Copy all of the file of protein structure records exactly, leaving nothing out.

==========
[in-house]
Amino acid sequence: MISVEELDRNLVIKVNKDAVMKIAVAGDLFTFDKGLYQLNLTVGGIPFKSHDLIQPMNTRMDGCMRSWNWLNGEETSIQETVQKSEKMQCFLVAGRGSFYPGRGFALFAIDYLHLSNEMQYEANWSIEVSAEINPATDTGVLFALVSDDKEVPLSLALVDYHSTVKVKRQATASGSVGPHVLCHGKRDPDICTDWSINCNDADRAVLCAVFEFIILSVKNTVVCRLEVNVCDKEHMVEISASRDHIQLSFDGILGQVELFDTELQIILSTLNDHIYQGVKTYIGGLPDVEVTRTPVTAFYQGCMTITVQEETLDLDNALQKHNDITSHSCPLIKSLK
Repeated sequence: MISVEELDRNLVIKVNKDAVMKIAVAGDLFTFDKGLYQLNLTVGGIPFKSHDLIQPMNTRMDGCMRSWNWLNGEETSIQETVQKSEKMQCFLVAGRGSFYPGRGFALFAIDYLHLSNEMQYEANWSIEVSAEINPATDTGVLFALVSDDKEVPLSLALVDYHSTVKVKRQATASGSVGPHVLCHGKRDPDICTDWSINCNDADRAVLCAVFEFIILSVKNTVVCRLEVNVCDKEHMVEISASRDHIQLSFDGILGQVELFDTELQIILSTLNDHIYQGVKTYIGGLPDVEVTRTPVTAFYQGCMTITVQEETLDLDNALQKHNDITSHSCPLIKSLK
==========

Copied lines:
[in-house]
Amino acid sequence: MISVEELDRNLVIKVNKDAVMKIAVAGDLFTFDKGLYQLNLTVGGIPFKSHDLIQPMNTRMDGCMRSWNWLNGEETSIQETVQKSEKMQCFLVAGRGSFYPGRGFALFAIDYLHLSNEMQYEANWSIEVSAEINPATDTGVLFALVSDDKEVPLSLALVDYHSTVKVKRQATASGSVGPHVLCHGKRDPDICTDWSINCNDADRAVLCAVFEFIILSVKNTVVCRLEVNVCDKEHMVEISASRDHIQLSFDGILGQVELFDTELQIILSTLNDHIYQGVKTYIGGLPDVEVTRTPVTAFYQGCMTITVQEETLDLDNALQKHNDITSHSCPLIKSLK
Repeated sequence: MISVEELDRNLVIKVNKDAVMKIAVAGDLFTFDKGLYQLNLTVGGIPFKSHDLIQPMNTRMDGCMRSWNWLNGEETSIQETVQKSEKMQCFLVAGRGSFYPGRGFALFAIDYLHLSNEMQYEANWSIEVSAEINPATDTGVLFALVSDDKEVPLSLALVDYHSTVKVKRQATASGSVGPHVLCHGKRDPDICTDWSINCNDADRAVLCAVFEFIILSVKNTVVCRLEVNVCDKEHMVEISASRDHIQLSFDGILGQVELFDTELQIILSTLNDHIYQGVKTYIGGLPDVEVTRTPVTAFYQGCMTITVQEETLDLDNALQKHNDITSHSCPLIKSLK